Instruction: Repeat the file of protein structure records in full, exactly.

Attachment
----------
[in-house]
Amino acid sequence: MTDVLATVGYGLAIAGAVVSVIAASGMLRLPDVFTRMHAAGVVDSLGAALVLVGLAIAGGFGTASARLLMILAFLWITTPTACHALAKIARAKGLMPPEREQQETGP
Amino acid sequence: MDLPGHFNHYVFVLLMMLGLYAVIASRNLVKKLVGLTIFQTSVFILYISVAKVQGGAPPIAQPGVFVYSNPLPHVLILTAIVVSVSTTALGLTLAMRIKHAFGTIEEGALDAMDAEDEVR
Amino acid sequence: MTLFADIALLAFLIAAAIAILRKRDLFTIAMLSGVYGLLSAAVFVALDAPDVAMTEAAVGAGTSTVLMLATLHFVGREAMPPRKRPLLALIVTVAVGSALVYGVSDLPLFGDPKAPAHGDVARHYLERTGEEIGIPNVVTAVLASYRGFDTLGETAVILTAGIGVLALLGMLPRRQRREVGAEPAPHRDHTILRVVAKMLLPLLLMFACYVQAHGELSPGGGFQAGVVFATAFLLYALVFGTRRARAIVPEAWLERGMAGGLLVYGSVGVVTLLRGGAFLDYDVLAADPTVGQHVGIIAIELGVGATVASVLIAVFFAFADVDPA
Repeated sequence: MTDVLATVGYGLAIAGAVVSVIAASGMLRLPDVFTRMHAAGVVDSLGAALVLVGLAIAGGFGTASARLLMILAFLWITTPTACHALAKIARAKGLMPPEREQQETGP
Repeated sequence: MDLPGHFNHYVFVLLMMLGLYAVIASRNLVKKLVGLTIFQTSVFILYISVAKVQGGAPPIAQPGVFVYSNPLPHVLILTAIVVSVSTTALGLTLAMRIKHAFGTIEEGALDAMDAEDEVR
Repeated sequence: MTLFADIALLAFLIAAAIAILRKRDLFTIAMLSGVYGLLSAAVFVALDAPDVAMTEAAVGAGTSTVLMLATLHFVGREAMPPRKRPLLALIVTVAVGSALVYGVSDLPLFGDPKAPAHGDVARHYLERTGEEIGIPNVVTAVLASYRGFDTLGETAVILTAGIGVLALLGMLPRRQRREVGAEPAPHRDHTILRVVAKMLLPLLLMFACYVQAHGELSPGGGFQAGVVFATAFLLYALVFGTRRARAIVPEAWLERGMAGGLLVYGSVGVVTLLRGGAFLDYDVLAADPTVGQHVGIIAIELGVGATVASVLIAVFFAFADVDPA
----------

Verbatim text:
[in-house]
Amino acid sequence: MTDVLATVGYGLAIAGAVVSVIAASGMLRLPDVFTRMHAAGVVDSLGAALVLVGLAIAGGFGTASARLLMILAFLWITTPTACHALAKIARAKGLMPPEREQQETGP
Amino acid sequence: MDLPGHFNHYVFVLLMMLGLYAVIASRNLVKKLVGLTIFQTSVFILYISVAKVQGGAPPIAQPGVFVYSNPLPHVLILTAIVVSVSTTALGLTLAMRIKHAFGTIEEGALDAMDAEDEVR
Amino acid sequence: MTLFADIALLAFLIAAAIAILRKRDLFTIAMLSGVYGLLSAAVFVALDAPDVAMTEAAVGAGTSTVLMLATLHFVGREAMPPRKRPLLALIVTVAVGSALVYGVSDLPLFGDPKAPAHGDVARHYLERTGEEIGIPNVVTAVLASYRGFDTLGETAVILTAGIGVLALLGMLPRRQRREVGAEPAPHRDHTILRVVAKMLLPLLLMFACYVQAHGELSPGGGFQAGVVFATAFLLYALVFGTRRARAIVPEAWLERGMAGGLLVYGSVGVVTLLRGGAFLDYDVLAADPTVGQHVGIIAIELGVGATVASVLIAVFFAFADVDPA
Repeated sequence: MTDVLATVGYGLAIAGAVVSVIAASGMLRLPDVFTRMHAAGVVDSLGAALVLVGLAIAGGFGTASARLLMILAFLWITTPTACHALAKIARAKGLMPPEREQQETGP
Repeated sequence: MDLPGHFNHYVFVLLMMLGLYAVIASRNLVKKLVGLTIFQTSVFILYISVAKVQGGAPPIAQPGVFVYSNPLPHVLILTAIVVSVSTTALGLTLAMRIKHAFGTIEEGALDAMDAEDEVR
Repeated sequence: MTLFADIALLAFLIAAAIAILRKRDLFTIAMLSGVYGLLSAAVFVALDAPDVAMTEAAVGAGTSTVLMLATLHFVGREAMPPRKRPLLALIVTVAVGSALVYGVSDLPLFGDPKAPAHGDVARHYLERTGEEIGIPNVVTAVLASYRGFDTLGETAVILTAGIGVLALLGMLPRRQRREVGAEPAPHRDHTILRVVAKMLLPLLLMFACYVQAHGELSPGGGFQAGVVFATAFLLYALVFGTRRARAIVPEAWLERGMAGGLLVYGSVGVVTLLRGGAFLDYDVLAADPTVGQHVGIIAIELGVGATVASVLIAVFFAFADVDPA